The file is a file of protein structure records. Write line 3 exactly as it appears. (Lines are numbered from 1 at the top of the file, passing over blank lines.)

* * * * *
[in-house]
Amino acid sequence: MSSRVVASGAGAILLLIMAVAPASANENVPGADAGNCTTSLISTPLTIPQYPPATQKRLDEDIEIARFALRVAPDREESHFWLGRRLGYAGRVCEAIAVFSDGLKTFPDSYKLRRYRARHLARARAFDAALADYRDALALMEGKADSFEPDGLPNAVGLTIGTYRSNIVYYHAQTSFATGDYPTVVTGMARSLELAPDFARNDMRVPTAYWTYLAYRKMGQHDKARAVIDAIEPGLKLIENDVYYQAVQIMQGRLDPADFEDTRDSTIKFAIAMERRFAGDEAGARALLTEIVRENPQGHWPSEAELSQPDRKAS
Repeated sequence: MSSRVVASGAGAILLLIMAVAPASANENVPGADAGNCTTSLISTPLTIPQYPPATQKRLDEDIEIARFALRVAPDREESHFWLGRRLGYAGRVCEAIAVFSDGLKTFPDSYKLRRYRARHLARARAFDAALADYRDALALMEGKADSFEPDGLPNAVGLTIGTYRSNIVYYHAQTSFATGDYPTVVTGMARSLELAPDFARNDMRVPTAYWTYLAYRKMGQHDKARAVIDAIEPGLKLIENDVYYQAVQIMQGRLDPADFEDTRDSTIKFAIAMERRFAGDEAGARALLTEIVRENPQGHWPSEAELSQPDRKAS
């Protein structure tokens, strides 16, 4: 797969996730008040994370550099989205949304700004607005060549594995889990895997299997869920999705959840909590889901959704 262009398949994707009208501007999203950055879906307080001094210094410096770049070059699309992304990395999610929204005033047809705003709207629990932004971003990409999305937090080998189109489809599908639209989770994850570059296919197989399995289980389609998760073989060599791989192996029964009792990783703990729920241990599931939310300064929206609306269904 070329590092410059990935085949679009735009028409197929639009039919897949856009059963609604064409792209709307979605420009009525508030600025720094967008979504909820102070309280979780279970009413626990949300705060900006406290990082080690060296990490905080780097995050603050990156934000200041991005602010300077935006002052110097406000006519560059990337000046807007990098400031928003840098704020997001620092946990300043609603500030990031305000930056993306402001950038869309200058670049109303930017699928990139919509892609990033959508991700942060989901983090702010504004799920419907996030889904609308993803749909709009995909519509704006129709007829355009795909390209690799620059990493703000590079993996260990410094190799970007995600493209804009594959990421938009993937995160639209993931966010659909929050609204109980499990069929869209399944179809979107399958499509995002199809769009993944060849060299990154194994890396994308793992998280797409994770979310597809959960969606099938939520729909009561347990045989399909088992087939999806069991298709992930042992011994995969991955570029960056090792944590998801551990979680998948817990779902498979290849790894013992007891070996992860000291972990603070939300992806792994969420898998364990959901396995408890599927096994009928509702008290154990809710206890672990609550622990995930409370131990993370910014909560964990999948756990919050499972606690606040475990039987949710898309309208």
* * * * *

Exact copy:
Repeated sequence: MSSRVVASGAGAILLLIMAVAPASANENVPGADAGNCTTSLISTPLTIPQYPPATQKRLDEDIEIARFALRVAPDREESHFWLGRRLGYAGRVCEAIAVFSDGLKTFPDSYKLRRYRARHLARARAFDAALADYRDALALMEGKADSFEPDGLPNAVGLTIGTYRSNIVYYHAQTSFATGDYPTVVTGMARSLELAPDFARNDMRVPTAYWTYLAYRKMGQHDKARAVIDAIEPGLKLIENDVYYQAVQIMQGRLDPADFEDTRDSTIKFAIAMERRFAGDEAGARALLTEIVRENPQGHWPSEAELSQPDRKAS